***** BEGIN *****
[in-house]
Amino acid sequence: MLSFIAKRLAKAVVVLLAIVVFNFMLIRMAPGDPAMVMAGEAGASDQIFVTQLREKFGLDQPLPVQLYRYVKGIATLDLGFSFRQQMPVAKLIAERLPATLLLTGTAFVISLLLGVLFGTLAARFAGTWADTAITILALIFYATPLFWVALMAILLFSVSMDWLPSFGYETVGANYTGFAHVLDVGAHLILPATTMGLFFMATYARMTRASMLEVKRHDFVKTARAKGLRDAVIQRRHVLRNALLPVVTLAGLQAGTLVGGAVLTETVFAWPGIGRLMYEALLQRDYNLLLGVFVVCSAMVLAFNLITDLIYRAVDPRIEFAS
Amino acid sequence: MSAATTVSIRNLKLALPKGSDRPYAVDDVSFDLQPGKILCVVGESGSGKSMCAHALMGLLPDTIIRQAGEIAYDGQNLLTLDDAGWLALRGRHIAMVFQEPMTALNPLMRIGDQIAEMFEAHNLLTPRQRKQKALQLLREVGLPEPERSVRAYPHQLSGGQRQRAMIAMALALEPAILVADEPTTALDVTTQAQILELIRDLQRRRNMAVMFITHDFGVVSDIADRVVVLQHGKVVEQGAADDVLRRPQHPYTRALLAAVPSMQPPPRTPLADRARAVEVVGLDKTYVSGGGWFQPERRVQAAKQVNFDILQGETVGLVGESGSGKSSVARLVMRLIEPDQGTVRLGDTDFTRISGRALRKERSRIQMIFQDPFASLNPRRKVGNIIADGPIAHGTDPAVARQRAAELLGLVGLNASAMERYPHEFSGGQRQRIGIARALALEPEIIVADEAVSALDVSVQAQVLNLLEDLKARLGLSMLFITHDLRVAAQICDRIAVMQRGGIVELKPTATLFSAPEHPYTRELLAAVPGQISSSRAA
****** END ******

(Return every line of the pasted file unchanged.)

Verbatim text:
[in-house]
Amino acid sequence: MLSFIAKRLAKAVVVLLAIVVFNFMLIRMAPGDPAMVMAGEAGASDQIFVTQLREKFGLDQPLPVQLYRYVKGIATLDLGFSFRQQMPVAKLIAERLPATLLLTGTAFVISLLLGVLFGTLAARFAGTWADTAITILALIFYATPLFWVALMAILLFSVSMDWLPSFGYETVGANYTGFAHVLDVGAHLILPATTMGLFFMATYARMTRASMLEVKRHDFVKTARAKGLRDAVIQRRHVLRNALLPVVTLAGLQAGTLVGGAVLTETVFAWPGIGRLMYEALLQRDYNLLLGVFVVCSAMVLAFNLITDLIYRAVDPRIEFAS
Amino acid sequence: MSAATTVSIRNLKLALPKGSDRPYAVDDVSFDLQPGKILCVVGESGSGKSMCAHALMGLLPDTIIRQAGEIAYDGQNLLTLDDAGWLALRGRHIAMVFQEPMTALNPLMRIGDQIAEMFEAHNLLTPRQRKQKALQLLREVGLPEPERSVRAYPHQLSGGQRQRAMIAMALALEPAILVADEPTTALDVTTQAQILELIRDLQRRRNMAVMFITHDFGVVSDIADRVVVLQHGKVVEQGAADDVLRRPQHPYTRALLAAVPSMQPPPRTPLADRARAVEVVGLDKTYVSGGGWFQPERRVQAAKQVNFDILQGETVGLVGESGSGKSSVARLVMRLIEPDQGTVRLGDTDFTRISGRALRKERSRIQMIFQDPFASLNPRRKVGNIIADGPIAHGTDPAVARQRAAELLGLVGLNASAMERYPHEFSGGQRQRIGIARALALEPEIIVADEAVSALDVSVQAQVLNLLEDLKARLGLSMLFITHDLRVAAQICDRIAVMQRGGIVELKPTATLFSAPEHPYTRELLAAVPGQISSSRAA